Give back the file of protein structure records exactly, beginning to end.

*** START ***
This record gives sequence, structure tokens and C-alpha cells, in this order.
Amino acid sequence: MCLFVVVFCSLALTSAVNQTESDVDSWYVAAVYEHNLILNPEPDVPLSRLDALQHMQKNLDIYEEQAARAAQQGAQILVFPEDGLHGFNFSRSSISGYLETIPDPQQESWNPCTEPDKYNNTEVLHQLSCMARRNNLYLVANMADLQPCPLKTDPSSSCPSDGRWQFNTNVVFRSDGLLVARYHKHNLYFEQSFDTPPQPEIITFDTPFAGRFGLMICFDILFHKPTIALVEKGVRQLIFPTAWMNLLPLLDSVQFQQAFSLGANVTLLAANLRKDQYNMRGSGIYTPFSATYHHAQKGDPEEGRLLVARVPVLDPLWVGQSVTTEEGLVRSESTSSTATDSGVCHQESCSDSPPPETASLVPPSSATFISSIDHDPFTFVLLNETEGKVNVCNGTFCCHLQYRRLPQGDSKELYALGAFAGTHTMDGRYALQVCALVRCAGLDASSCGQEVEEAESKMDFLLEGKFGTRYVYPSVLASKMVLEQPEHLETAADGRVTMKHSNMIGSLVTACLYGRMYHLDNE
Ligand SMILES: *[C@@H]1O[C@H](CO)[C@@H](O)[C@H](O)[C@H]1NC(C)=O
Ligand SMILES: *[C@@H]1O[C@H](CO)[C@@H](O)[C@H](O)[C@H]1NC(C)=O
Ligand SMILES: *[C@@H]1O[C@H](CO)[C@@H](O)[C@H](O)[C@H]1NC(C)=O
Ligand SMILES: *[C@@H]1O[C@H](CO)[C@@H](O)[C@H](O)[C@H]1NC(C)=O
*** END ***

This record gives sequence, structure tokens and C-alpha cells, in this order.
Amino acid sequence: MCLFVVVFCSLALTSAVNQTESDVDSWYVAAVYEHNLILNPEPDVPLSRLDALQHMQKNLDIYEEQAARAAQQGAQILVFPEDGLHGFNFSRSSISGYLETIPDPQQESWNPCTEPDKYNNTEVLHQLSCMARRNNLYLVANMADLQPCPLKTDPSSSCPSDGRWQFNTNVVFRSDGLLVARYHKHNLYFEQSFDTPPQPEIITFDTPFAGRFGLMICFDILFHKPTIALVEKGVRQLIFPTAWMNLLPLLDSVQFQQAFSLGANVTLLAANLRKDQYNMRGSGIYTPFSATYHHAQKGDPEEGRLLVARVPVLDPLWVGQSVTTEEGLVRSESTSSTATDSGVCHQESCSDSPPPETASLVPPSSATFISSIDHDPFTFVLLNETEGKVNVCNGTFCCHLQYRRLPQGDSKELYALGAFAGTHTMDGRYALQVCALVRCAGLDASSCGQEVEEAESKMDFLLEGKFGTRYVYPSVLASKMVLEQPEHLETAADGRVTMKHSNMIGSLVTACLYGRMYHLDNE
Ligand SMILES: *[C@@H]1O[C@H](CO)[C@@H](O)[C@H](O)[C@H]1NC(C)=O
Ligand SMILES: *[C@@H]1O[C@H](CO)[C@@H](O)[C@H](O)[C@H]1NC(C)=O
Ligand SMILES: *[C@@H]1O[C@H](CO)[C@@H](O)[C@H](O)[C@H]1NC(C)=O
Ligand SMILES: *[C@@H]1O[C@H](CO)[C@@H](O)[C@H](O)[C@H]1NC(C)=O